But now there occurred, to Rome’s lasting disadvantage, one of the decisive events of the age. During the previous century Parthia had been declining in strength. The process was accelerated by its warfare against Rome, and particularly by the invasion of Septimius.20 Such recurrent crises weakened the hold of the Parthians over their feudal dependencies. Among these was Persepolis, whose prince Ardashir (Artaxerxes), ruler of a large area extending from the Persian Gulf to Isfahan, now invaded Parthia and overthrew Artabanus v,21 setting up throughout the entire empire his own Sassanian dynasty, named after his grandfather Sassan (223/6).
The capital of the new régime was still Ctesiphon, but its holy city was at ancestral Istakhr near Persepolis. Nearly eight centuries earlier, when the glorious Achaemenid Persians had displaced the Medes, the centre of power had shifted from northern Iranian tribes to southern princes; and now the pattern repeated itself. Sassanians were eager to emphasise this ancient inheritance, and yet their institutions and culture also took over a great deal from their immediate Parthian predecessors. But the new state was far more formidable than Parthia. In spite of continuing Greek influences, the abandonment of Greek models for the new empire-wide coinage was a sign of intensely nationalistic policies.22 Centralisation was greatly increased, both in the powerful, intolerant state church and in the government. The Sassanian monarchs built up a stable bureaucracy and, while respecting the ancient families, created a new and powerful class of lesser nobles directly dependent on the crown.
Establishing closer and more fruitful relations with the peoples of outer Iran, they saved the Greco-Roman world from the nomad hordes compelled to remain outside their far-off northern and eastern frontiers. Like the Romans, they were subject to barbarian pressures on their borders; and like them again, they were from time to time immobilised by internal dissensions. Nevertheless their heightened efficiency confronted Rome with a military threat at least as dangerous as anything that the very largest concentrations of Germans could provide, and probably more perilous still because of superior Persian coordination. For the Sassanian army, reinforcing the traditional mail-clad horsemen by recruitment from new nobles, was the most up-to-date attacking force of the age. The Romans paid it the compliment of imitation (p. 39), but they had lost the chance either of reducing their eastern neighbour to insignificance or of bringing it to a workable settlement. Rome’s eastern military activities, hitherto something of a luxury, had now become a grimly urgent and immensely expensive necessity.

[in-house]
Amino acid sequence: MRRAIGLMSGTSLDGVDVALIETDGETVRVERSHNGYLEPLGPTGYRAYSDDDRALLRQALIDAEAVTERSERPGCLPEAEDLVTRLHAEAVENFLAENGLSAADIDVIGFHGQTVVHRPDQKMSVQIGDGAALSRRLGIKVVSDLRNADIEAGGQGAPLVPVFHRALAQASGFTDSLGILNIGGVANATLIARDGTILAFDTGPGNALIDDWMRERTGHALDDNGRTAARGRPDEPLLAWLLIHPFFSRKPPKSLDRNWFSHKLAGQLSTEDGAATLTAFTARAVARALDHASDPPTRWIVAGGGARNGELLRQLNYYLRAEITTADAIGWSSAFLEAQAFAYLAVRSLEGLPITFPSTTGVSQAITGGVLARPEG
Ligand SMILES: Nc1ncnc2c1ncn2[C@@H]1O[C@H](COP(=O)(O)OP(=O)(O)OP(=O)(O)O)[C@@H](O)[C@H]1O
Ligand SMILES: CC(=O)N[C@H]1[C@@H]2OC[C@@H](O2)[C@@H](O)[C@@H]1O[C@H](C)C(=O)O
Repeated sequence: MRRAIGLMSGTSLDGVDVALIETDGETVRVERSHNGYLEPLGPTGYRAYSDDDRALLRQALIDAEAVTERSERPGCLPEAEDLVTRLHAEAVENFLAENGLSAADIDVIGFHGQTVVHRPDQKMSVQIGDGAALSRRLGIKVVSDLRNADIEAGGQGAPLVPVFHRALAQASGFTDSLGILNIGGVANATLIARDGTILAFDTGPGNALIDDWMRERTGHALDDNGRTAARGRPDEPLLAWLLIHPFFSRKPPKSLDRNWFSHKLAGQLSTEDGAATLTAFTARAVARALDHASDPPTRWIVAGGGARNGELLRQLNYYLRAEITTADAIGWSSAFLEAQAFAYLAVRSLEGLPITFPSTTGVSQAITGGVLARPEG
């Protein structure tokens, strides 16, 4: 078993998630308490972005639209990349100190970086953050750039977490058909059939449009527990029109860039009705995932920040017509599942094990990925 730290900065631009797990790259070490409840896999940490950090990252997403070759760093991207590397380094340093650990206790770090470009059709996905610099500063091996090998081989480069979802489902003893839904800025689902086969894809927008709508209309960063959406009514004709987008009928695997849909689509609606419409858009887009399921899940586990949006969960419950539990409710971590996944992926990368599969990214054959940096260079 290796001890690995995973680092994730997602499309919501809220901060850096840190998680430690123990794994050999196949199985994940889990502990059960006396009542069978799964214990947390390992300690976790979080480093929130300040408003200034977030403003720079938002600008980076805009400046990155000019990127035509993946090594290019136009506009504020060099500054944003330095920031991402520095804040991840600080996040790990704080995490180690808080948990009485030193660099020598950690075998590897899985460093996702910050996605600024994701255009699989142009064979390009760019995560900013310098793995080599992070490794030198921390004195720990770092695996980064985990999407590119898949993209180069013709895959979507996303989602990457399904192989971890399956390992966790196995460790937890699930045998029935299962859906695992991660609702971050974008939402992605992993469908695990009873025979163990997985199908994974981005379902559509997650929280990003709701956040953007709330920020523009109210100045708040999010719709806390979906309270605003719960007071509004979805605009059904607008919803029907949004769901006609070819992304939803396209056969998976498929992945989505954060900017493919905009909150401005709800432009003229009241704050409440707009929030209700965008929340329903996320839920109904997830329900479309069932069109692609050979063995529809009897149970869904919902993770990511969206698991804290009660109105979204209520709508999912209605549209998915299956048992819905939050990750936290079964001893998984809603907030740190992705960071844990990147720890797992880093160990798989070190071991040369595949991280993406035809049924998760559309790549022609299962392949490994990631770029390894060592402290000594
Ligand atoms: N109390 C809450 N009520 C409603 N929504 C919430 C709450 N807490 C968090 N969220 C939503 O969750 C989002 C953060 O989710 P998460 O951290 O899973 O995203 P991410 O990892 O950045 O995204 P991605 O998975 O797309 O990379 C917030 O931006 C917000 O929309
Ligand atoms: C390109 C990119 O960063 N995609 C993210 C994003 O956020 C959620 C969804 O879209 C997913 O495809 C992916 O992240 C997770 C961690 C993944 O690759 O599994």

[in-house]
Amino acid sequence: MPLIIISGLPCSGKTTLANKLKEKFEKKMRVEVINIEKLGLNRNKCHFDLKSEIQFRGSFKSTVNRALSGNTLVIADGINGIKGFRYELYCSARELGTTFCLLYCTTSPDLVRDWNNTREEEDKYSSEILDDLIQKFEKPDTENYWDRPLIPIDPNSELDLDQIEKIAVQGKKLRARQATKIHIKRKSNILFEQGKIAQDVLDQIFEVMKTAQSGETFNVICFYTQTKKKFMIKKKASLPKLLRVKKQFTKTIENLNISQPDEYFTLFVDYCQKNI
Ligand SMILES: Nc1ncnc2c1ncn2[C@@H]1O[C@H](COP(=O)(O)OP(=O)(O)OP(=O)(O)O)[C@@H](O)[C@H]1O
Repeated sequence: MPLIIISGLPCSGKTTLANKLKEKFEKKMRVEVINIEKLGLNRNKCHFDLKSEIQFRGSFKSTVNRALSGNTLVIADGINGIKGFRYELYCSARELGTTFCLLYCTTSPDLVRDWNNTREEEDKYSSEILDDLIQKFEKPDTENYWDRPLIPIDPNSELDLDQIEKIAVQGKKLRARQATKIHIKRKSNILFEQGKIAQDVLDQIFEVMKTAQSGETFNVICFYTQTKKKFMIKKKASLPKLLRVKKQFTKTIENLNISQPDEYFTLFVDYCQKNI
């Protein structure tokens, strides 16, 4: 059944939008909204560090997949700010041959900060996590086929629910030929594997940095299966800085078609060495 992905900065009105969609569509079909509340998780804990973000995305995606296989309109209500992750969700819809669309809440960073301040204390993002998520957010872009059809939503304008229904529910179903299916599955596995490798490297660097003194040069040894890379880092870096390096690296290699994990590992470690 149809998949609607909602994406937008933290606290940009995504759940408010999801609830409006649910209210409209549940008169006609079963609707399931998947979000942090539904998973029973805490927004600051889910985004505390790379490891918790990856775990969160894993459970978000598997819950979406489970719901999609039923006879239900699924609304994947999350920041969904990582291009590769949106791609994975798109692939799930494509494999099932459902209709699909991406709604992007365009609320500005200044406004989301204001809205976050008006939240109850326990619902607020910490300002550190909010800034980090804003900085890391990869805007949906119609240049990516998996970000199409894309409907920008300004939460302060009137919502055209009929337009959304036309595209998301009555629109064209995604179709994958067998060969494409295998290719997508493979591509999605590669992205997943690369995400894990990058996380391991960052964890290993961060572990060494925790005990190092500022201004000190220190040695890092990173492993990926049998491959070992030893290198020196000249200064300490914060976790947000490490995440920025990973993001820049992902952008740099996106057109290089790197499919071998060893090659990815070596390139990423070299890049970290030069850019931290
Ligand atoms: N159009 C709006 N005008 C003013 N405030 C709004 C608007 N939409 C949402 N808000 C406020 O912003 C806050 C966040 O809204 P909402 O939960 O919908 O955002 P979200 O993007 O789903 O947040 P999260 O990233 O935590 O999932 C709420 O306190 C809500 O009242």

For the Sassanians were not only powerful; they were also aggressively inclined to expansion. Claiming the restoration of the ancient Persian frontiers, they interpreted this to require the absorption of all Roman territory as far west as the Aegean sea. Such was the menace which the young Severus Alexander, by no means a military expert, had to encounter. Although the desert fortress of Hatra, which was now garrisoned by Roman troops,23 held out against the Sassanians, Ardashir overran Mesopotamia (230), and there were mutinies among Rome’s eastern garrisons. Severus Alexander attempted an ambitious three-pronged invasion. Suffering severe casualties from the climate, his armies were less than successful. Yet their losses were matched by Persia’s, and the Mesopotamian province was temporarily reannexed. But only six years later, in the time of Maximinus I, it was overrun again, and Nisibis (Nüsaybin) and Carrhae fell into Persian hands.